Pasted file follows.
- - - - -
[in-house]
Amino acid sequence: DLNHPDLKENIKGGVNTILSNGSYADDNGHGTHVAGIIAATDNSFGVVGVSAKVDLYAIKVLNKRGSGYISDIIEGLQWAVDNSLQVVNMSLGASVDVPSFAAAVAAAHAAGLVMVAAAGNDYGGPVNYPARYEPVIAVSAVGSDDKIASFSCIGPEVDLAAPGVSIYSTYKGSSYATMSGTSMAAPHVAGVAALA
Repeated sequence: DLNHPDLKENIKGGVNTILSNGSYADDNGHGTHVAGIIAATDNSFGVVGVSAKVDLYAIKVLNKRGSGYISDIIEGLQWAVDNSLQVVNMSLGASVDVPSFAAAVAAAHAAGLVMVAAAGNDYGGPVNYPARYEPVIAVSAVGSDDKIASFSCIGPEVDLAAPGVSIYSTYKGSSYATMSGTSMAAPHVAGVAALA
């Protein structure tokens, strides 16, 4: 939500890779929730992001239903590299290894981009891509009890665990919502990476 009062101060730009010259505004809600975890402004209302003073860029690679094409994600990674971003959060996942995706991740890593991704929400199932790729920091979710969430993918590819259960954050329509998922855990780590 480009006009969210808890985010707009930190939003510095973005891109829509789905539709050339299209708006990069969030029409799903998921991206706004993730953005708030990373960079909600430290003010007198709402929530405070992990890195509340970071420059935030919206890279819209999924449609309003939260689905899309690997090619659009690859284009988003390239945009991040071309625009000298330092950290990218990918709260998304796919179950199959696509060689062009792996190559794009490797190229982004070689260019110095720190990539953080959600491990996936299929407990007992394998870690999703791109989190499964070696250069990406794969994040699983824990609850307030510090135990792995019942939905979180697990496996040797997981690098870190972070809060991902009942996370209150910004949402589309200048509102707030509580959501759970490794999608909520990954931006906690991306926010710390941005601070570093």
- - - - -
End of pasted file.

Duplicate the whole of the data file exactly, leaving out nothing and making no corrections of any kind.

[in-house]
Amino acid sequence: DLNHPDLKENIKGGVNTILSNGSYADDNGHGTHVAGIIAATDNSFGVVGVSAKVDLYAIKVLNKRGSGYISDIIEGLQWAVDNSLQVVNMSLGASVDVPSFAAAVAAAHAAGLVMVAAAGNDYGGPVNYPARYEPVIAVSAVGSDDKIASFSCIGPEVDLAAPGVSIYSTYKGSSYATMSGTSMAAPHVAGVAALA
Repeated sequence: DLNHPDLKENIKGGVNTILSNGSYADDNGHGTHVAGIIAATDNSFGVVGVSAKVDLYAIKVLNKRGSGYISDIIEGLQWAVDNSLQVVNMSLGASVDVPSFAAAVAAAHAAGLVMVAAAGNDYGGPVNYPARYEPVIAVSAVGSDDKIASFSCIGPEVDLAAPGVSIYSTYKGSSYATMSGTSMAAPHVAGVAALA
């Protein structure tokens, strides 16, 4: 939500890779929730992001239903590299290894981009891509009890665990919502990476 009062101060730009010259505004809600975890402004209302003073860029690679094409994600990674971003959060996942995706991740890593991704929400199932790729920091979710969430993918590819259960954050329509998922855990780590 480009006009969210808890985010707009930190939003510095973005891109829509789905539709050339299209708006990069969030029409799903998921991206706004993730953005708030990373960079909600430290003010007198709402929530405070992990890195509340970071420059935030919206890279819209999924449609309003939260689905899309690997090619659009690859284009988003390239945009991040071309625009000298330092950290990218990918709260998304796919179950199959696509060689062009792996190559794009490797190229982004070689260019110095720190990539953080959600491990996936299929407990007992394998870690999703791109989190499964070696250069990406794969994040699983824990609850307030510090135990792995019942939905979180697990496996040797997981690098870190972070809060991902009942996370209150910004949402589309200048509102707030509580959501759970490794999608909520990954931006906690991306926010710390941005601070570093």